(On a sidenote, anytime you’re watching a movie with James Marsden, he won’t get the girl.)

(examples: The Notebook, Sweet Home Alabama, Wedding Crashers, The Wedding Singer, My Best Friend’s Wedding, Bridget Jones’s Diary, How Do You Know)

Rule #6-The big date:

As briefly mentioned in Rule #4, there will be some major event in the lives of our characters that will be a turning point for the rest of the film. This could be a prom, wedding, major holiday, company party, doesn’t matter really. It’s basically any scene with lots of people, all dressed-up, with drinking and dancing in the background.

In this scene everything is laid on the table. There may or may not be a huge fight, but feelings will definitely get hurt which leads to rule #7.

(examples: Overboard, 10 Things I Hate About You, How to Lose a Guy in 10 Days, Two Weeks Notice)

Rule #7-“I never want to see you again.” (Until the last 10 min.):

The inevitable break-up. This is also known as the part in the movie where the guy screws up. Now, get ready for a montage set to a song that is popular at the time but will now forever be known as that one song from that one movie every time it comes on the radio.

The montage will be quick cuts, back and forth, from him to her showing the audience that both are moving on with their lives, but miserable without the other. Then the guy will realize he wants her back.

(example: All of them)

Rule #8-The completely plausible romantic gesture:

How he gets her back will be dramatic and over-the-top and make every girl turn to her boyfriend and go “See, why can’t you be more like him.” It could be a gift, or just a declaration of his love, but it will probably involve him sacrificing himself on the alter of dignity in a very public way.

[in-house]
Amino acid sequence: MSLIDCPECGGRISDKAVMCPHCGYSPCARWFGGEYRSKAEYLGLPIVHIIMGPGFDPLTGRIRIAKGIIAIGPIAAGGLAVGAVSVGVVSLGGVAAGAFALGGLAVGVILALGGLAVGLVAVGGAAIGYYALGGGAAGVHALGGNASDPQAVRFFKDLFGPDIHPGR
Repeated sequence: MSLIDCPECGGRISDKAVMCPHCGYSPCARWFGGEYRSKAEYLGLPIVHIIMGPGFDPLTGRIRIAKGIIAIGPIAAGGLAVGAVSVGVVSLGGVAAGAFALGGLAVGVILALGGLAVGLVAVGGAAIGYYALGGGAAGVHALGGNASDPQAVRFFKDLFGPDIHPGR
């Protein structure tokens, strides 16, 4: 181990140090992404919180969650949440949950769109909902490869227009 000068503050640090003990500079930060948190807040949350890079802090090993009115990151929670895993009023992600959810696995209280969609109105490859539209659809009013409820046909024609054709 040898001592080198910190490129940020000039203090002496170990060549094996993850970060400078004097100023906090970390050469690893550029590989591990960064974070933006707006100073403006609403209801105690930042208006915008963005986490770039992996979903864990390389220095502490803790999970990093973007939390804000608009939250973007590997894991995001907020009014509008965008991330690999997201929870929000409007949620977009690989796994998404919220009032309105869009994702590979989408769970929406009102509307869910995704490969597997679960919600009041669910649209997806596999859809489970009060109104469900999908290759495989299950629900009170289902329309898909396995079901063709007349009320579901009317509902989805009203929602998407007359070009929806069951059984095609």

If there’s some sort of deadline involved, i.e. she’s moving or marrying someone else, there’s going to be a mad rush to get there in time. Airports will usually be involved and it will probably end with him getting arrested for sneaking past airport security.

(example: Definitely, Maybe, Forgetting Sarah Marshall, Say Anything, Music and Lyrics, Just Like Heaven)

Rule #9-But, I love you:

The final ten minutes of a rom-com can make or break the entire movie. Nine out of ten times it will break it. No matter how much you enjoyed the rest of the film, you’ll get to the end and it will be ruined by a long, drawn-out, sappy monologue by the guy about how she changed him and how she makes him better and he can’t go on without her that will make you want to vomit.

Not to mention the fact that his speech is a cue for the big sweeping orchestra music to start in the background. Then she’ll fall for it and the two will live happily ever after because all their problems are instantly forgotten.

(example: Love and Other Drugs, He’s just Not That Into You, Sleepless in Seattle, No Strings Attached)

Rule #10-It’s all about the casting:

This one isn’t a rule so much as a guideline … or warning. These actors and actresses just can’t seem to help themselves when it comes to the genre. Anytime you see one or more of the following names, chances are you’re in for a rom-com: Hugh Grant, Matthew McConaughey, Adam Sandler, Ashton Kutcher, Sandra Bullock, Kate Hudson, Drew Barrymore, and/or Jennifer Aniston.